“Friendship is the inexpressible comfort of feeling safe with a person, having neither to weigh thoughts nor measure words.”
~ George Eliot
In a previous post, I asked the question, what constitutes a true friend? I thought the responses were great. They were so good I’d encourage you to read them all.
As promised, I’m going to answer the question also.
Let me first say that friendship is paramount to me. I cherish my friends, and I’m always open for God to forge new friendships in my life. For me, friendship is one of the most treasured things in life.
I can’t prove this, but I have a notion that I haven’t yet met the people who will end up being some of my closest friends.
Jesus once said to His disciples:
“I no longer call you servants, because a servant does not know his master’s business. Instead, I have called you friends, for everything that I learned from my Father I have made known to you” (John 15:15).
So what makes a true friend?
According to Aristotle, there are three kinds of friendships: friendships of utility, friendships of pleasure, and friendships of the good. I think these categories work, but I’m going to put Aristotle’s ideas in my own language.
Three Types of Friendships
- Friendships of Usefulness: I have friends who I never hear from except when they need something. Usually it’s once a year. I’ll get an email from them asking me to endorse or promote their new book. That’s about as deep as it goes. They are “friends of usefulness.” I’ll admit, I sometimes find such annual requests irritating as I’d like to be better friends with some of these people. But it is what it is. Business partners, coworkers on the job, and classmates often fit into this category.
- Friendships of Mutual Interest: The glue of this kind of friendship is a particular kind of shared enjoyment. Think of fishing buddies, or exercise buddies, or golf buddies. You and your friend share a common interest or pleasure, and that’s where your friendship is rooted. If you lose interest in that common pleasure, the friendship ends.
- Friendships of Virtue. The glue that holds this sort of friendship together is the mutual respect you have for one another. Such respect may even rise to admiration. You value one another as people, and you enjoy one another’s company. You are their friend, not for how they can benefit you or how they can bring you pleasure, but simply because you like them. This is the highest form of friendship.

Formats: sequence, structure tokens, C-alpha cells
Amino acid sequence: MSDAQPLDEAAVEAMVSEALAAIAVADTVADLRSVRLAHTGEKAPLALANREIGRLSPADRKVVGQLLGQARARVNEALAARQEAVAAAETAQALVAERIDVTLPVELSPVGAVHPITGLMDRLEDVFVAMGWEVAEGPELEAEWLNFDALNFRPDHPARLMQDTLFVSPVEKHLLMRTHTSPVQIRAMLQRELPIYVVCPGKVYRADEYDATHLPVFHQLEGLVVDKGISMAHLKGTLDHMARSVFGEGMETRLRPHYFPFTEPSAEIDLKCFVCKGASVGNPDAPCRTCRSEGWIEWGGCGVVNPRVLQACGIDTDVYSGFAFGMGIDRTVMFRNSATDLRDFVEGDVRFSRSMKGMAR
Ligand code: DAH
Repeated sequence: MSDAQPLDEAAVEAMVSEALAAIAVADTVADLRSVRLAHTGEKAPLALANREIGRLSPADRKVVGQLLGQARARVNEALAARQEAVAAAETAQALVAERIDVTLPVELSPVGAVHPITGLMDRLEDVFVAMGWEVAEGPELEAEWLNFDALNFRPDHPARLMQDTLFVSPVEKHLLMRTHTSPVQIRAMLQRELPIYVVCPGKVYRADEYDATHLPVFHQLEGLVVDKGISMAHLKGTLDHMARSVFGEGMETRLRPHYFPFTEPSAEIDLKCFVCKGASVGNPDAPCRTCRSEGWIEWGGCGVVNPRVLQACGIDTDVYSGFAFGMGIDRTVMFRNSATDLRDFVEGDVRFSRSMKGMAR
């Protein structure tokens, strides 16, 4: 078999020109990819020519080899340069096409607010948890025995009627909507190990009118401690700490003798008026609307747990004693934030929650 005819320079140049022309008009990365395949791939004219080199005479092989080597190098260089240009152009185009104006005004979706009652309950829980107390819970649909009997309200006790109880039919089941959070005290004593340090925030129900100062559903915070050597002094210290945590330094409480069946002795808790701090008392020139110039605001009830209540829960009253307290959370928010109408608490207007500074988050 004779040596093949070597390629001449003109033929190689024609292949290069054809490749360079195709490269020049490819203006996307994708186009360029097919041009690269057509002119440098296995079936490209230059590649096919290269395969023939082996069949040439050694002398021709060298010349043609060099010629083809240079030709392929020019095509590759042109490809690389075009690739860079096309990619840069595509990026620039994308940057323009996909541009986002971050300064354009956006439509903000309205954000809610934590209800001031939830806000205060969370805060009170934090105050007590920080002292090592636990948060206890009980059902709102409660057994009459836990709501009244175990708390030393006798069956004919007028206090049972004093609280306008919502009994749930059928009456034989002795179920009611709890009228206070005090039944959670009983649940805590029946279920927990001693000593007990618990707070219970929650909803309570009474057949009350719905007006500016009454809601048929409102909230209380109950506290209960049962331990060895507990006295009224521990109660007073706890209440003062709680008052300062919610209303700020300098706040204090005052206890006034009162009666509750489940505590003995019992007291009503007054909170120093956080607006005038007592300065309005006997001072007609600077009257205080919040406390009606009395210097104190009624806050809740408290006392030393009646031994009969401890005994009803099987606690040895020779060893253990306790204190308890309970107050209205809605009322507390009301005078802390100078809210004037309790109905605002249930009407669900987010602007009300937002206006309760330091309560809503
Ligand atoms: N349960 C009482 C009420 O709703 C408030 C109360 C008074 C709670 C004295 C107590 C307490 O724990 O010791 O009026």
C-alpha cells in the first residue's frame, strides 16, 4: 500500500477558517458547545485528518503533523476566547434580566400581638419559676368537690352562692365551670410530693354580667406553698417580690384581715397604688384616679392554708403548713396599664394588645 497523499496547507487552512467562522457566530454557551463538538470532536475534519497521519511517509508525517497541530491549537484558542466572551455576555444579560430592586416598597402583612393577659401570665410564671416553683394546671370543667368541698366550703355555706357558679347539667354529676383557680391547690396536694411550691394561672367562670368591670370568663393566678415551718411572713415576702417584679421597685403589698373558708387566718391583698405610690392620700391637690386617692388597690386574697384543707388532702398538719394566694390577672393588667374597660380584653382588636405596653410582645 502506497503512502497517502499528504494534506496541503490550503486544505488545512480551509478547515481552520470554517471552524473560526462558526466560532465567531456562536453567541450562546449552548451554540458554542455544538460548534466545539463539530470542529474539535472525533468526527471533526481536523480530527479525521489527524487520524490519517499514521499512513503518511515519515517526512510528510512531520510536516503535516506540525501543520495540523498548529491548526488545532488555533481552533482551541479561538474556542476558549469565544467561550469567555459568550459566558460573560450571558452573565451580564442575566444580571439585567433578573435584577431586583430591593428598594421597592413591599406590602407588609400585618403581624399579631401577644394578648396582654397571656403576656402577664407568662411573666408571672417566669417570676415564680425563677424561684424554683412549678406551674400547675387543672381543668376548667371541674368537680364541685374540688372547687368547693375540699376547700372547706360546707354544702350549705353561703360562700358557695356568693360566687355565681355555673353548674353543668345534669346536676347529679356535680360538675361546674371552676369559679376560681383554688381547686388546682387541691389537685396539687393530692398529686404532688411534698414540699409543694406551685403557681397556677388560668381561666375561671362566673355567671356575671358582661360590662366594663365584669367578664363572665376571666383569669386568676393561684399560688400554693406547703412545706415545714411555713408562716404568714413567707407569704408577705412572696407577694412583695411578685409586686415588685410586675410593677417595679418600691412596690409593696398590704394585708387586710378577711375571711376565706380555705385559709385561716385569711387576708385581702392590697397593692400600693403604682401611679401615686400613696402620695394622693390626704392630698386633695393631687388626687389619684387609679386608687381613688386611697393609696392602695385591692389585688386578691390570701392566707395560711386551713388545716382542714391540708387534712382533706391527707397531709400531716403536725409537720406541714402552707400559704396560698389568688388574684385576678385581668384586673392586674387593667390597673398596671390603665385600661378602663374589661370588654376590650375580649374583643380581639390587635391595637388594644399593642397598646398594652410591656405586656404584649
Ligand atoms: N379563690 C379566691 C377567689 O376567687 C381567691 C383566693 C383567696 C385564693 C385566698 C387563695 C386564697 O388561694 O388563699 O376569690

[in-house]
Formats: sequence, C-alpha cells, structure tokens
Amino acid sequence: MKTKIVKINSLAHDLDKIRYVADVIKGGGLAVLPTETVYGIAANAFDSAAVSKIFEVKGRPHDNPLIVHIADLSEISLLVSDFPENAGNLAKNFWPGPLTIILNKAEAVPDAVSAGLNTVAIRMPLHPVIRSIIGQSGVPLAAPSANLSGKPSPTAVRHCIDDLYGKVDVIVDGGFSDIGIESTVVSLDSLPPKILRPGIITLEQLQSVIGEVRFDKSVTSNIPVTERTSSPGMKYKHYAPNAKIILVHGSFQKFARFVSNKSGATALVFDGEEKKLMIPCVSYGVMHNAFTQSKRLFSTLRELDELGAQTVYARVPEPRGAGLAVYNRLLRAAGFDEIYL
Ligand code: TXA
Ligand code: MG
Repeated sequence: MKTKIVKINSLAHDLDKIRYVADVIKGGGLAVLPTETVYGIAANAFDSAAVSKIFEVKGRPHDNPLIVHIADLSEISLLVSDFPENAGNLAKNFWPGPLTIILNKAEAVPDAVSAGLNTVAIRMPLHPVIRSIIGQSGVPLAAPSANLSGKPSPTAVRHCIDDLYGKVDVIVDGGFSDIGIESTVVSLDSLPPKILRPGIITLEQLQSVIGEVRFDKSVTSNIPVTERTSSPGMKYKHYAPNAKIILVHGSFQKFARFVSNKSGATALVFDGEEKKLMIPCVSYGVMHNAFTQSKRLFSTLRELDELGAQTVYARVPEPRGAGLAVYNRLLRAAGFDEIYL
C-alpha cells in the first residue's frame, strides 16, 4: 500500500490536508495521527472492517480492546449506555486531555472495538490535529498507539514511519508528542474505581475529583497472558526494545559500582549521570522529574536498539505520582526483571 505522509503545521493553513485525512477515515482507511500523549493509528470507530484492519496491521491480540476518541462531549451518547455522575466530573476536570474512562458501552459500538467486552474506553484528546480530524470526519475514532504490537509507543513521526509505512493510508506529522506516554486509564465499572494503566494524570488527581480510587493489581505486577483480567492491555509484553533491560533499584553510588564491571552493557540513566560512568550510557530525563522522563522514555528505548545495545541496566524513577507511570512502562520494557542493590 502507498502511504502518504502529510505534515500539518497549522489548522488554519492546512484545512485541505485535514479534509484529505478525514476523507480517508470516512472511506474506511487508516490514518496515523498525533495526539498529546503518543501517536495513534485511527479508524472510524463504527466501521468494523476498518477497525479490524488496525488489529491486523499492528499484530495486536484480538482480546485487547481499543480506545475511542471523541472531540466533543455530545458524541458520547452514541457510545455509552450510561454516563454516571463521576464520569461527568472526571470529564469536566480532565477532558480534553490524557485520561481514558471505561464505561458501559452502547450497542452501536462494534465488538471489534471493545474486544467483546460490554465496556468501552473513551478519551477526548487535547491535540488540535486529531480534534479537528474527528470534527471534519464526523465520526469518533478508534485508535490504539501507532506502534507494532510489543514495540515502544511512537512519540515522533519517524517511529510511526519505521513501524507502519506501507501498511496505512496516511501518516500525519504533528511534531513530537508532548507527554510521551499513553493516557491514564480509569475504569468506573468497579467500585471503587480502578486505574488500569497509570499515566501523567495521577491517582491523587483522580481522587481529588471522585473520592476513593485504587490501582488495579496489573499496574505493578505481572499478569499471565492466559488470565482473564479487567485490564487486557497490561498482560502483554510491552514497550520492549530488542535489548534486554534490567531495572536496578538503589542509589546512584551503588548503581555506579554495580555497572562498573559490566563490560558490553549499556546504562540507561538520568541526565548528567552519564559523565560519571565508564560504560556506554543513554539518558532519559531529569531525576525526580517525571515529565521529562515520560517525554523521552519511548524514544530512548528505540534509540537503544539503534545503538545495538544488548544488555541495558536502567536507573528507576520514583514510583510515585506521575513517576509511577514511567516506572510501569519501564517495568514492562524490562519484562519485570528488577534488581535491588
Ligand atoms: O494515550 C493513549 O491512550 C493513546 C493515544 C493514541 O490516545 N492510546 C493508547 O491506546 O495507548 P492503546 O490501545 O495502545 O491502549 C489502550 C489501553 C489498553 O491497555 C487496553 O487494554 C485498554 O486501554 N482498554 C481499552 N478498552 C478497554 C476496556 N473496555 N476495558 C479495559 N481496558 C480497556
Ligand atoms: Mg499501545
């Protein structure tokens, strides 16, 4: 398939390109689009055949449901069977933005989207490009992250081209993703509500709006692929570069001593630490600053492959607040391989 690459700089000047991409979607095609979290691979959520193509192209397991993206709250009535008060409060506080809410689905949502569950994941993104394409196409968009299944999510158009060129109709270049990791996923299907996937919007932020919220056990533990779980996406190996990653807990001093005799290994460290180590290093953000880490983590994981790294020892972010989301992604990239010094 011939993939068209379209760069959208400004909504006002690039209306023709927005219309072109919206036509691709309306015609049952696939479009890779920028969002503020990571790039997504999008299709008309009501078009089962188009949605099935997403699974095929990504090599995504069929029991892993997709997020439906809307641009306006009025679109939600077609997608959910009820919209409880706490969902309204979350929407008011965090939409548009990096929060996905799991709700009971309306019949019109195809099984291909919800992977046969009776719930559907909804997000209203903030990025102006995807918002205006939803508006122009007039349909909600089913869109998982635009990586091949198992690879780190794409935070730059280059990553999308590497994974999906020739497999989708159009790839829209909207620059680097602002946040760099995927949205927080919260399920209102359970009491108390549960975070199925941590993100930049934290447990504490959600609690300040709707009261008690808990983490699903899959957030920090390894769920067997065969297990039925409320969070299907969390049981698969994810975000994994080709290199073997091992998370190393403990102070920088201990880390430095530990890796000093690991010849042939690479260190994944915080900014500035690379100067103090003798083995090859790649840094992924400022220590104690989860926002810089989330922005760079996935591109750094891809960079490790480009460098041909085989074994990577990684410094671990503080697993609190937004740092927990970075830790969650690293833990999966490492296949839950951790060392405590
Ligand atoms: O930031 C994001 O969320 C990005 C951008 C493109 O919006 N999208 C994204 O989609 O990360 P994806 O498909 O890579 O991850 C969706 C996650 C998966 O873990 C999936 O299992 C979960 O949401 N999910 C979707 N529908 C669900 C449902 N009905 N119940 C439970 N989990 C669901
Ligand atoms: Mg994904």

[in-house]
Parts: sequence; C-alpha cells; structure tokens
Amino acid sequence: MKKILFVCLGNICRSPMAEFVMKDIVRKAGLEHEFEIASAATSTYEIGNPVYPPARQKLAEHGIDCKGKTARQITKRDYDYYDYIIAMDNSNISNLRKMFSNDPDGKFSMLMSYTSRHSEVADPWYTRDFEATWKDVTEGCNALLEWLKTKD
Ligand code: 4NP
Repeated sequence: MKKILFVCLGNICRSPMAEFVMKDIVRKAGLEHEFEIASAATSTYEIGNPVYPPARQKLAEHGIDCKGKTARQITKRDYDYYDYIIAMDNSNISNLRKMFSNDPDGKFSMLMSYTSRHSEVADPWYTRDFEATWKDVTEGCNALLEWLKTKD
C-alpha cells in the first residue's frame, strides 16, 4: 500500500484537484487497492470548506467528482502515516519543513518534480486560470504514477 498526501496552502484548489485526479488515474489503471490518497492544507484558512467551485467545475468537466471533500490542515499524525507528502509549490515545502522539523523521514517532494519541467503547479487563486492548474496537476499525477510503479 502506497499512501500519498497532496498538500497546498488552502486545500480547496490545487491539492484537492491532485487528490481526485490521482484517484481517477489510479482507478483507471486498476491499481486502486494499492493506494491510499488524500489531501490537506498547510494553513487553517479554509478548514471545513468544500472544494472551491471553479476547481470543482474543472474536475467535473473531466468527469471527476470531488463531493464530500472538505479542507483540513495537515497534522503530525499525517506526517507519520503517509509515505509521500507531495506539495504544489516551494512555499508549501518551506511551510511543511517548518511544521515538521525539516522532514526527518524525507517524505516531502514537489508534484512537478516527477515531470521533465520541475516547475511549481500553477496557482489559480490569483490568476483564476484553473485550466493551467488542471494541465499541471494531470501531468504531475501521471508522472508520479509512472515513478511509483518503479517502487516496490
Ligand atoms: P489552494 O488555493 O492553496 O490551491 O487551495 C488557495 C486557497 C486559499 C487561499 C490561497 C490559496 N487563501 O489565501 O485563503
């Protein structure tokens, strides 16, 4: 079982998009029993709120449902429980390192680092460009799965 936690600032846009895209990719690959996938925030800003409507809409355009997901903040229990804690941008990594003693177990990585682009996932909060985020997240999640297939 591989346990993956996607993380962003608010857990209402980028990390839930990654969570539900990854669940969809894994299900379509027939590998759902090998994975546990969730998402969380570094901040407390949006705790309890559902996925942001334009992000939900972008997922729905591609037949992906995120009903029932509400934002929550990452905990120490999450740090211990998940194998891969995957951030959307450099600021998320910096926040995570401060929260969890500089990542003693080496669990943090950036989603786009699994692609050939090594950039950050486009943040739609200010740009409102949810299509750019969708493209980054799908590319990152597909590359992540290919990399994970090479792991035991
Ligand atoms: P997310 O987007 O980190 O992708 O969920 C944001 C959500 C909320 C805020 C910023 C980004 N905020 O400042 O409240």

Going beyond Aristotle’s three categories, there’s a fourth kind of friendship. It’s what I call a “close” friendship. Others would use the word “true” friendship to describe it. Though I don’t think the kinds of friendship listed above are “false.” Not all friendships of virtue are close friendships. But all close friendships are also friendships of virtue.
Five Characteristics of a Close (True) Friend
- A close friend rejoices in your joys and sorrows over your pains. A true friend is not just sympathetic, they are empathetic. They share your feelings, weeping with you when you weep and rejoicing with you when you rejoice.
- A close friend won’t defriend you if you disagree. Friendships are tested when there is a disagreement. But true friends don’t cut you off because of it. They may tell you what they think you need to hear and vice versa. But they will do it in such a way where you can receive it. The reason is because you know they love you unconditionally more than they love their views.
- A close friend stays in regular contact with you. I have friends who contact me from time to time and vice versa (once or twice a year). We regard each other as good friends. But a close friend this doth not make. Close friends communicate fairly regularly.
- A close friend is someone whom you trust implicitly. They have earned your trust. Consequently, you don’t doubt that they have your back. And you don’t fear that they will stab you in the back. You trust them enough to confide in them about highly private and confidential matters. Close friendship brings with it disclosure (John 15:15).
- A close friend will stand by you, defend you, even take a bullet for you when you’re under attack. To my mind, this is perhaps the highest measure of friendship or one of the rock-bottom “tests.” The posture of a true friend is, “If you hurt my friend, you’ve hurt me.” It is never, “Well, that person never did anything to hurt me, so it’s not my issue.” This attitude is what separates goats from black sheep. True friends stand with and stand up for each other. As Martin Luther King, Jr. once put it, “In the end, we will remember not the words of our enemies, but the silence of our friends.”